“Not to get touchy-feely about this,” Coffey says, “but we want to create a partnership between coaches and academic faculty that places student-athletes in the middle. Not a tug of war, but a circle that lets students know that the adults around them talk to each other.”
In basketball, Pelliccia, Hochstadt, and Reilly circle around players like Sean Cahill ’06, a point guard and biology major from Dudley, Mass., where he was a two-time Central Massachusetts Conference All-Star. Recruited by Bates, Wesleyan, and Williams, he applied to Bates early decision. “I knew Bates was the place for me after seeing the academics the school had to offer and meeting my future teammates,” Cahill says.
For Cahill, the liaisons are a wild card in his Bates life. “It’s been great to get to know two guys who really have nothing to gain or lose by being part of our program,” Cahill says. “They just love students. They’re always open and willing to go the extra mile for their students or for each other.”
When Cahill talks, you can hear the tectonic bumping of academics and athletics. “With Coach Reilly, I’m always going to worry about how my performance on the court is. With my professors, I always want to do well in class. With Joe and Steve, there’s no business ties. It’s a friendship. And it means a lot that they’re faculty leaders who hold academics in such high regard, and they still respect what we’re doing.”
Perhaps the age-old Bates ideal of passion and hard work is the neutral ground where academic and athletic realms can meet. Pelliccia has gone to Bates basketball games for years. But hanging out at practices afforded the kind of revelation he’s used to getting from peering into a microscope.
“These kids love basketball; that’s what it boils down to,” says Pelliccia, himself a veteran of Bates noontime pickup basketball.
“I was so impressed with the intensity. I figured they shot fouls and hacked around at practice. But Joe has it scripted to the minute. He says if he can get what he wants to get done in an hour and a half, rather than two and a half hours, that gives them another hour of academic time.”
For football player Mike Lopez ’04 of Sudbury, Mass., dinnertime conversation over roast beef and potatoes at Jill Reich’s home proved filling in other ways.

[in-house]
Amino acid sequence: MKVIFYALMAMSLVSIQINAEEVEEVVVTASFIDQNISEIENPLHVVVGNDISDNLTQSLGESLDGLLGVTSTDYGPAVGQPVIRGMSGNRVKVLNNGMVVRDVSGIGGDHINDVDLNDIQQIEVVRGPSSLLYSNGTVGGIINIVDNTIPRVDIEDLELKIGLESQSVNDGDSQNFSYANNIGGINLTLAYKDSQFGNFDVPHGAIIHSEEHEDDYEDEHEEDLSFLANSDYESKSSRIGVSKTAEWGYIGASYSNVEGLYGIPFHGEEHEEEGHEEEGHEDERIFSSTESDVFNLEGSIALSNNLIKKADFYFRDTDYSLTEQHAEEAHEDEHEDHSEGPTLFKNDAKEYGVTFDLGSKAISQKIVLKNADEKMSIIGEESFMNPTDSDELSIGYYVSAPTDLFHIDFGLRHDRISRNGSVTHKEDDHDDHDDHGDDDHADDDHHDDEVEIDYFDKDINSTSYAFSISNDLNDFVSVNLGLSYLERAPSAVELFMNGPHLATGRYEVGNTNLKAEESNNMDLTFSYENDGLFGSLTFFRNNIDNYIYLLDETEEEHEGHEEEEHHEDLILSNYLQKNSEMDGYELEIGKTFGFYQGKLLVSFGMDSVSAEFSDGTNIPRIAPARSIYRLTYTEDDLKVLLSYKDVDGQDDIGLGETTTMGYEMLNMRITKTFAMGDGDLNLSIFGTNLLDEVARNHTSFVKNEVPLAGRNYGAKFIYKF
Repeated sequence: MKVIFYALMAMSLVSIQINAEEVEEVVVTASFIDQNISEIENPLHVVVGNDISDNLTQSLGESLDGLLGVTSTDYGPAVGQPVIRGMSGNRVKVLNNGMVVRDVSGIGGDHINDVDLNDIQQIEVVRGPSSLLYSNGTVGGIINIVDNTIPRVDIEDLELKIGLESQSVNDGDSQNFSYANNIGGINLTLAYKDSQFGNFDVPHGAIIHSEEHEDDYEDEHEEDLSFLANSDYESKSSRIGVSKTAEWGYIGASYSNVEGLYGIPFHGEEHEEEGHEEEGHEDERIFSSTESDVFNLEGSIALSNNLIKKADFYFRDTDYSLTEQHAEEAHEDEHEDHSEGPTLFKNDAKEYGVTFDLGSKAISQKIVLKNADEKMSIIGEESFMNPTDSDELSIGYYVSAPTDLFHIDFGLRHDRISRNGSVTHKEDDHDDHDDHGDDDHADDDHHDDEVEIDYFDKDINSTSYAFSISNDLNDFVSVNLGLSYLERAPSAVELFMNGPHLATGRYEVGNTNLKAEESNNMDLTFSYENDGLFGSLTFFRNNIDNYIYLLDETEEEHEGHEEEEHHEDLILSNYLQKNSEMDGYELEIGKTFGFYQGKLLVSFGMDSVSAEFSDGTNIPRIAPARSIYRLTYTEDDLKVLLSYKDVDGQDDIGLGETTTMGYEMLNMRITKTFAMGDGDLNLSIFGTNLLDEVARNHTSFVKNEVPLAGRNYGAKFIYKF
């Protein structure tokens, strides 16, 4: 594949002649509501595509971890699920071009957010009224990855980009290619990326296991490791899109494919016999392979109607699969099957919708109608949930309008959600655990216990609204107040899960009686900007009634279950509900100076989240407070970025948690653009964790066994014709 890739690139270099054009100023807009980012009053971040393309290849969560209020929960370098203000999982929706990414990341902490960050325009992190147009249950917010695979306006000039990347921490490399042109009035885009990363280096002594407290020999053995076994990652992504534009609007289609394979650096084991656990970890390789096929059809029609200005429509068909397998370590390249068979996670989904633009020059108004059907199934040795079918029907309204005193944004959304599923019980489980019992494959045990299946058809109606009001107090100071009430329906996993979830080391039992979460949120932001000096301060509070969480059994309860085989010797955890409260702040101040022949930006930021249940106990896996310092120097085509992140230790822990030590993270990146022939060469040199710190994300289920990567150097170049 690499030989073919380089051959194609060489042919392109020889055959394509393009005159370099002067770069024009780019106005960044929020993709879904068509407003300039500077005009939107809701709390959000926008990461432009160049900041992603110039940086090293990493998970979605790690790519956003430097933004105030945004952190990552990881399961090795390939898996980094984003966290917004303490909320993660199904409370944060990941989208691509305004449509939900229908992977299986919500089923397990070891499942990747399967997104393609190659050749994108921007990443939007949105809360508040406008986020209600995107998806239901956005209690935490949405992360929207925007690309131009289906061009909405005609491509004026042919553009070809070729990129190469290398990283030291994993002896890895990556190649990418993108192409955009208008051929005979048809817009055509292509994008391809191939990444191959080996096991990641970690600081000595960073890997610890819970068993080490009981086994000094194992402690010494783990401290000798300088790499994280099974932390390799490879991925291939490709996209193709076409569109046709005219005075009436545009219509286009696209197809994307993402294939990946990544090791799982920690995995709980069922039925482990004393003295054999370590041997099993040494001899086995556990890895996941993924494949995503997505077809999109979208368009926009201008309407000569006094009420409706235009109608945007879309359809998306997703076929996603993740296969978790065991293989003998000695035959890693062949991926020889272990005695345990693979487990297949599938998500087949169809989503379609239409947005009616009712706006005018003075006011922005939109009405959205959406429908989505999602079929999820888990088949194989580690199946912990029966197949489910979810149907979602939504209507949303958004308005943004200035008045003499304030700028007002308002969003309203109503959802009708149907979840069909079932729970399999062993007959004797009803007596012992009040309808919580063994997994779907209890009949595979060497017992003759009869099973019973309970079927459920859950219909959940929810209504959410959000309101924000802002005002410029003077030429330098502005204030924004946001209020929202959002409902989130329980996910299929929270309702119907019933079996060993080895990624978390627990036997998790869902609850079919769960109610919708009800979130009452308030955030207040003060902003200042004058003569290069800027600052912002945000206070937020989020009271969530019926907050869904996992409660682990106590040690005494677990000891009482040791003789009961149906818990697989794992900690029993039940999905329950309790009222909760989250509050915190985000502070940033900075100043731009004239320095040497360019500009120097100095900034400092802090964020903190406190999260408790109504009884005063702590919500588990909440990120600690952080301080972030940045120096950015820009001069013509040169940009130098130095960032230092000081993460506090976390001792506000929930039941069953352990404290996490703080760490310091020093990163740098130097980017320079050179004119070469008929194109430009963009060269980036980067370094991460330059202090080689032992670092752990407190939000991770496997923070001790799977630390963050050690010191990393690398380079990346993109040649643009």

Reich talked about postgraduate opportunities, and Lopez, a mathematics major, drank it in. Lopez, who advanced to the Rhodes Scholar semifinals in the fall, says Reich “was the spark behind all of my work.”
At Danforth’s dinner with the Nordic team last winter, conversation turned to the athletic culture at Bates. Of all the Bates sports, skiing demands the most off-campus time from its athletes. “They talked about sensing skepticism from professors about missing classes for their sport,” Danforth recalls. “My point was that if you miss classes for sports but are otherwise giving maximum effort, no one is going to be upset.”
Associate Professor of Biology Sharon Kinsman’s intersection with the athletic realm was once purely functional: Each semester, faculty members receive sports rosters plus a list of the dates/times athletes are excused for games. “My contact would be with those students who might miss an exam because of a game,” she says.
But one day in the fall, Kristen Johnson, the volleyball player from Denver and a student in Kinsman’s “Bugs in the System” biology course, invited her professor to join the team as a liaison.
Kinsman attended games, traveled with the team to the NESCAC tournament at Williams, and attended the breakup dinner. Suddenly, she realized, “This was my team.”
Says Johnson, “Professor Kinsman’s increasing support, as she became closer to the team, helped us to love our volleyball experience that much more.”
Kinsman witnessed the players’ talent and focus on the court, and the class and consideration their coach, Jen Bowman, modeled for the team off the court. There were gestures like including Kinsman in the gift-giving at their breakup dinner and inviting to the dinner members of the athletics staff involved with the team.
In so many ways, Kinsman says with a smile, “they are so good at what they do.”